‘Heat Anomaly’ inside Great Pyramid could be a unknown chamber



The ScanPyramid project will certainly offer never before seen information about the construction of the Pyramids of Egypt. One of the most important findings so far are the temperature anomalies found at the Great Pyramid of Giza, which, according to researchers, could lead into a previously unknown chamber inside the Pyramid. 


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One of the most important discoveries made so far is an abnormal ‘heat difference’ in the blocks at the Great Pyramid. The international team of researchers is composed of scientists from Egypt, France, Canada and Japan and was launched last October by the Egyptian Antiquities Ministry. Researchers are using never-before-seen technology like infrared thermography which will allow them to scan and map the pyramids.

Among the most impressive discoveries so far were the thermal anomalies found which indicate some of the limestone blocks that make up the pyramid are hotter than others.

“The teams have concluded the existence of several thermal anomalies that were observed in all monuments during the heating up or the cooling down phases,” the statement said, as cited by AFP. “To explain such anomalies a lot of hypothesis and possibilities could be drawn up: a presence of voids behind the surface, internal air currents.”


Live footage from a thermal camera of limestone blocks from the Khufu pyramid are displayed showing different colors representing varying temperatures during a press conference, in Giza, Egypt, Monday, Nov. 9, 2015. Egypt's Antiquities Ministry says a scanning project in the Giza pyramids has identified thermal anomalies, including one in the largest pyramid, built by Cheops, known locally as Khufu. (AP Photo/Nariman El-Mofty)
Live footage from a thermal camera of limestone blocks from the Khufu pyramid are displayed showing different colors representing varying temperatures during a press conference, in Giza, Egypt, Monday, Nov. 9, 2015. Egypt’s Antiquities Ministry says a scanning project in the Giza pyramids has identified thermal anomalies, including one in the largest pyramid, built by Cheops, known locally as Khufu. (AP Photo/Nariman El-Mofty)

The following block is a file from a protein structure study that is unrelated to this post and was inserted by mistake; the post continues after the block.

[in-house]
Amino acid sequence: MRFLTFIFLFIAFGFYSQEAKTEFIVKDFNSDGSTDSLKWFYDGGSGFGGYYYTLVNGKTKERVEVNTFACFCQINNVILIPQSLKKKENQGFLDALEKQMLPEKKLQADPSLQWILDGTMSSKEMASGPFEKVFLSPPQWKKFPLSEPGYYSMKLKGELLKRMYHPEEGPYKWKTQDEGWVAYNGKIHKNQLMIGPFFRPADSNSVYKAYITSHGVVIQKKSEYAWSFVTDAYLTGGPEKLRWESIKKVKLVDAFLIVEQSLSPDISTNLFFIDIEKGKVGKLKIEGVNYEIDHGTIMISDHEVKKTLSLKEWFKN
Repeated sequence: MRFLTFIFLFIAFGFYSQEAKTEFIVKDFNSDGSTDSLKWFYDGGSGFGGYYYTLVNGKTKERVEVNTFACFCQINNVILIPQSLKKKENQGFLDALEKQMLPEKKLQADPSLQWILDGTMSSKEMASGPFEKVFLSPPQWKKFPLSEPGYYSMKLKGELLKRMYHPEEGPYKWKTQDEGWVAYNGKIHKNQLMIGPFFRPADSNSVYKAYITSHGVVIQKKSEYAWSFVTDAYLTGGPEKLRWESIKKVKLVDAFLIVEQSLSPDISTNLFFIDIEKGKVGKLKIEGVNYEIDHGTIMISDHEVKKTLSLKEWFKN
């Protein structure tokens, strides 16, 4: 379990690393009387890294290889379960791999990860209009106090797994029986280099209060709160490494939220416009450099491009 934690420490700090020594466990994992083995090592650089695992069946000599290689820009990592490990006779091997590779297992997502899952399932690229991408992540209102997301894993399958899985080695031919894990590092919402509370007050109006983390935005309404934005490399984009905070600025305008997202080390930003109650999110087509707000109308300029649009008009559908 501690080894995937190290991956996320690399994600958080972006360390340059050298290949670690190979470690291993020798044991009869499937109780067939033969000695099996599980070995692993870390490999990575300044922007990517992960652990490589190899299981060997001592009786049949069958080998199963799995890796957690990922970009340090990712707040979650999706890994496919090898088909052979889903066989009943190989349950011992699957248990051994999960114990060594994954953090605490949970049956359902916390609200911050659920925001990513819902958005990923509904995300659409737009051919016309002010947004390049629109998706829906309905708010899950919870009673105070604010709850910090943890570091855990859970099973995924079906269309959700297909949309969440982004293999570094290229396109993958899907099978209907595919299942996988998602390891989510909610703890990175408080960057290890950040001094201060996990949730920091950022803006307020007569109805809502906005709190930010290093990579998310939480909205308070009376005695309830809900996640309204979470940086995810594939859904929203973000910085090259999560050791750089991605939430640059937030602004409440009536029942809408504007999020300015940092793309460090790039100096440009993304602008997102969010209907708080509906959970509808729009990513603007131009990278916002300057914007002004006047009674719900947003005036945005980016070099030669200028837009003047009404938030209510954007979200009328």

According to researchers, the equipment used by researchers has detected thermal ‘points of interest’ in the northern facade of the Great Pyramid at Giza, commonly referred to as The Great Pyramid of Khufu or Cheops. Scan Pyramids uses a mixture of innovative and new technologies such as infrared thermography, muon radiography, and 3-D reconstruction in order to identify the presence of unknown internal structures of the Pyramids. The use of infrared thermography has allowed researchers to identify several anomalous spots at the Great Pyramid of Giza where temperature spikes were registered. Furthermore, the “scanning” with infrared technology also allowed experts to identify three hot spots in the middle of the pyramid, which also have a higher temperature than the rest of the blocks.

The ScanPyramids project recently issued an updated presenting results of Muography tests performed from the layered pyramid in Dahshur, 40 kilometers south of Cairo: „for the first time ever, the internal structure of a pyramid was revealed with muon particles. The images obtained indeed show the second chamber of the pyramid, located roughly 18 meters above the lower one in which emulsions plates were installed. The available statistics from the 40 days of exposure is not yet sufficient to precisely reveal the known corridors. However, various simulations were performed by randomly placing, within the field of view, a hypothetic chamber of a size similar or larger than the upper one. Compared with the results obtained by the Japanese team, these simulations could validate the fact there is no additional chamber of this size in the surroundings.“

The ScanPyramid project will continue until the end of 2016. Until then, researchers expect to uncover the mysteries of the ancient Egyptian Pyramids and their purpose.


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